(433g) Characterization and Control of the Structure and Properties of Low-Density, Linker-Mediated Nanocrystal Gels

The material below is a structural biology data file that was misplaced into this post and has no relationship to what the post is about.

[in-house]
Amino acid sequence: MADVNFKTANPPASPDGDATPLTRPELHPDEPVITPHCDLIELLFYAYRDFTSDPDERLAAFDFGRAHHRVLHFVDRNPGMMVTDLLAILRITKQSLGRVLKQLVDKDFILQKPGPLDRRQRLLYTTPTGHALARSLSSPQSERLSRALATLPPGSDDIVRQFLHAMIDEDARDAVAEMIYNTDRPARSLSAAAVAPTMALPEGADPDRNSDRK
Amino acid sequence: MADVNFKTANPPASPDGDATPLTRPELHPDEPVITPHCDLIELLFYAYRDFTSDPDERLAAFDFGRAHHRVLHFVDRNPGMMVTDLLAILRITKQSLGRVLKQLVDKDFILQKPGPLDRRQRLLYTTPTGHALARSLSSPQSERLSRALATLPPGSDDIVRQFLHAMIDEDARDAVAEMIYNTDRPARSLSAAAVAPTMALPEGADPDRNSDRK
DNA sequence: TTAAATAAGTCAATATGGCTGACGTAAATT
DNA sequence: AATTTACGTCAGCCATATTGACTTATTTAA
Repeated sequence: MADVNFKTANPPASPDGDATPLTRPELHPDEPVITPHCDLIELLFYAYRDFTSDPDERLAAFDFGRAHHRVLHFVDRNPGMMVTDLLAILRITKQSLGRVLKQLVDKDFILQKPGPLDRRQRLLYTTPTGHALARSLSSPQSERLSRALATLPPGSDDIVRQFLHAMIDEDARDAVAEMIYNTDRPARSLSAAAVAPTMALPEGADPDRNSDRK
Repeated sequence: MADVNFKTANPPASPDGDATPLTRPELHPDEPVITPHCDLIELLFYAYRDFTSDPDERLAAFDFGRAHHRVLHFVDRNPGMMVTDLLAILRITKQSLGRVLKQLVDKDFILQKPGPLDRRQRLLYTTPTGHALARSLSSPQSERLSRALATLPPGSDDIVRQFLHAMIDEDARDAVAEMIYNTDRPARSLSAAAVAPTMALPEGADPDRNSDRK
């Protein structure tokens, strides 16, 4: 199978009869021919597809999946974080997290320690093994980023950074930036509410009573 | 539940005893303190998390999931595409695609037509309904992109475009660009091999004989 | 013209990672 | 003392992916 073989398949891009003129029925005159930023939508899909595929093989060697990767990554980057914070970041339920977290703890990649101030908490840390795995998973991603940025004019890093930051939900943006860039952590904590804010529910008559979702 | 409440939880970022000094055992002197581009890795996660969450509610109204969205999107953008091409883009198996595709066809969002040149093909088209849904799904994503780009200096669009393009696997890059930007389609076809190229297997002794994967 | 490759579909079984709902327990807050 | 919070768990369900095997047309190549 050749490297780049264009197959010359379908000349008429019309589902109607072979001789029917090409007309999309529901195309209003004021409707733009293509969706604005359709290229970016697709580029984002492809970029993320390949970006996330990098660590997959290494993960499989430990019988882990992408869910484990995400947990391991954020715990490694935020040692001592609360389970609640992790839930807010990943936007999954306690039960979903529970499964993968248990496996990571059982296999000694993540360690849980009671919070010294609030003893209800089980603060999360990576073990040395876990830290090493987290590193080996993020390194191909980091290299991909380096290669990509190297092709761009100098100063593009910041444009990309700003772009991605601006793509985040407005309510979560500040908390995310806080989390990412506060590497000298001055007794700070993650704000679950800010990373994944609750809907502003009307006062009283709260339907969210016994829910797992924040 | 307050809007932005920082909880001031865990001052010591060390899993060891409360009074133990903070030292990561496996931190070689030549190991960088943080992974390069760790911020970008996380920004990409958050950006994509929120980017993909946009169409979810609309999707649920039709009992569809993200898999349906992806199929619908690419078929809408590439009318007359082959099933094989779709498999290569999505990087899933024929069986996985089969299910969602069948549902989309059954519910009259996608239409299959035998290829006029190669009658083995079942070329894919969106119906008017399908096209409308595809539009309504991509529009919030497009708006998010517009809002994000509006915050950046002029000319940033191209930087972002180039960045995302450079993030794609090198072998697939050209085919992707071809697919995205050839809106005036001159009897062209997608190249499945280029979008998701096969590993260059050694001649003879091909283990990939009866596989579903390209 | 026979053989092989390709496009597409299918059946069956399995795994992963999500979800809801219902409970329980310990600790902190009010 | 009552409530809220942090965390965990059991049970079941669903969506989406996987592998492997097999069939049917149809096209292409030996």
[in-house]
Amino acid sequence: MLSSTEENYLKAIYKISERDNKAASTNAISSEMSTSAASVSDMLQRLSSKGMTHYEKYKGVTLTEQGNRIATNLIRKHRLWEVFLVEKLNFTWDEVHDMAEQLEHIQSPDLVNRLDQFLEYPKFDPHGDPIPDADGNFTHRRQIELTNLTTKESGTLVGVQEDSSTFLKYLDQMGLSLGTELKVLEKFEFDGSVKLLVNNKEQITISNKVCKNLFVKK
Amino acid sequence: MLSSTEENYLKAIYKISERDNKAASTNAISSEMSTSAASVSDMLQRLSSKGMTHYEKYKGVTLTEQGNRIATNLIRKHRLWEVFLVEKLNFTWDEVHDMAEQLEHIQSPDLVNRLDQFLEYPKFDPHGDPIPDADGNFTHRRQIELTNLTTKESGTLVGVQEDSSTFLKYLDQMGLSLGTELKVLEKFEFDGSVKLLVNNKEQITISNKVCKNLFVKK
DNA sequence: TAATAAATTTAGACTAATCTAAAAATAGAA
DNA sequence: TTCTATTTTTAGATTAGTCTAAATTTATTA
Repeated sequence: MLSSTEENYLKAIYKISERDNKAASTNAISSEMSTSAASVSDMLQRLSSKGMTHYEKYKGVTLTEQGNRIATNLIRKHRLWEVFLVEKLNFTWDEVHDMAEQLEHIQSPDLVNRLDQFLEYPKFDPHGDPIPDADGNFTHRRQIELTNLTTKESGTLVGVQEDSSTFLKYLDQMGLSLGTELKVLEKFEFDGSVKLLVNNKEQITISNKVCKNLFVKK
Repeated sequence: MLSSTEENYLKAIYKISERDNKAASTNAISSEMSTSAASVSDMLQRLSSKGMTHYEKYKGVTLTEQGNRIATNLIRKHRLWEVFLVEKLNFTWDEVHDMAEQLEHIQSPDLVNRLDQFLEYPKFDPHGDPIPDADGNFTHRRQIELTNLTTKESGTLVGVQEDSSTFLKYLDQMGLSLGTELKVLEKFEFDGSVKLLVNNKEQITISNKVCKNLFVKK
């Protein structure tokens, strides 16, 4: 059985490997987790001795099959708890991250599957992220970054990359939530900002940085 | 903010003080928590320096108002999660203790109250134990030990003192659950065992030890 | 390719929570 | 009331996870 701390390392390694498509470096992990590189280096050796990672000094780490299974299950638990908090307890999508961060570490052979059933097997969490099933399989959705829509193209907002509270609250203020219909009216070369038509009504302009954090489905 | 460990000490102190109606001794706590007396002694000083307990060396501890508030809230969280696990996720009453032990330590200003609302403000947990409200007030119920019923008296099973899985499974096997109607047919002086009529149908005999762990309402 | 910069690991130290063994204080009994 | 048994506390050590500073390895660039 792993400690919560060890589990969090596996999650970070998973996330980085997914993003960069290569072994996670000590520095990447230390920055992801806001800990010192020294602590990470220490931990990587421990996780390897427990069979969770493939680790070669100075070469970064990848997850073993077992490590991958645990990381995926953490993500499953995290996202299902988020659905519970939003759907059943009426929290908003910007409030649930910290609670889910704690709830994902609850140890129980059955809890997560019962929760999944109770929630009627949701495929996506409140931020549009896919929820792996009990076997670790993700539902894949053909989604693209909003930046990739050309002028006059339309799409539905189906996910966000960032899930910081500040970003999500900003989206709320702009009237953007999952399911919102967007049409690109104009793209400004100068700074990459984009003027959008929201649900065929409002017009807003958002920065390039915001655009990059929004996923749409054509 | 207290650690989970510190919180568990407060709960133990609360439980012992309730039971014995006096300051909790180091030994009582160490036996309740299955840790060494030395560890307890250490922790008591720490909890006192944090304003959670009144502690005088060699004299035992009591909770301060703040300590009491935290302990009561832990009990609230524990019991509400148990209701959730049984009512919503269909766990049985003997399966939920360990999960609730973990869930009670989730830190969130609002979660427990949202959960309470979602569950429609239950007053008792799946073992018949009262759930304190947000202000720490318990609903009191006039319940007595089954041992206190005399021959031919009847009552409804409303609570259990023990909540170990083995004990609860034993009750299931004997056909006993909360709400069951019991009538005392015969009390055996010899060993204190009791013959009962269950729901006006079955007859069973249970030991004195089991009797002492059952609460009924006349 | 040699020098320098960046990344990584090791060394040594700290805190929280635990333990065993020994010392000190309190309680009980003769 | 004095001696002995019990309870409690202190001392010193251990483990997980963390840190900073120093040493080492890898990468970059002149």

Owing to their open, porous structure and high surface area, aerogels have found application in a variety of areas, including insulation, water purification, and catalysis. The use of nanocrystals to form aerogels or other low density gels is a particularly promising strategy to form novel materials: the high surface area and porosity allow the material to retain any unique properties (enhanced catalytic activity, for example) that are often inherent to nanocrystals, while creating a material with macroscopic dimensions. One strategy to form such gels is to mediate attractions between the nanocrystals via a linker species, e.g., a cation that is coordinated by negatively charged ligands. A variety of low-density gels have been formed experimentally from nanocrystals using this strategy, but how to control the physical properties of these gels is not well understood in general. Using a combination of theoretical calculations and Monte Carlo simulations, we investigate gelation in a system where the attractions are provided by an intermediate linker species, focusing on elucidating the effect of varying (1) linker concentration, and (2) the effective interactions between nanocrystals. We connect the underlying phase behavior of the linker-mediated nanocrystalline system to the resulting properties of the gel, and we compare to other systems known to form low-density gels.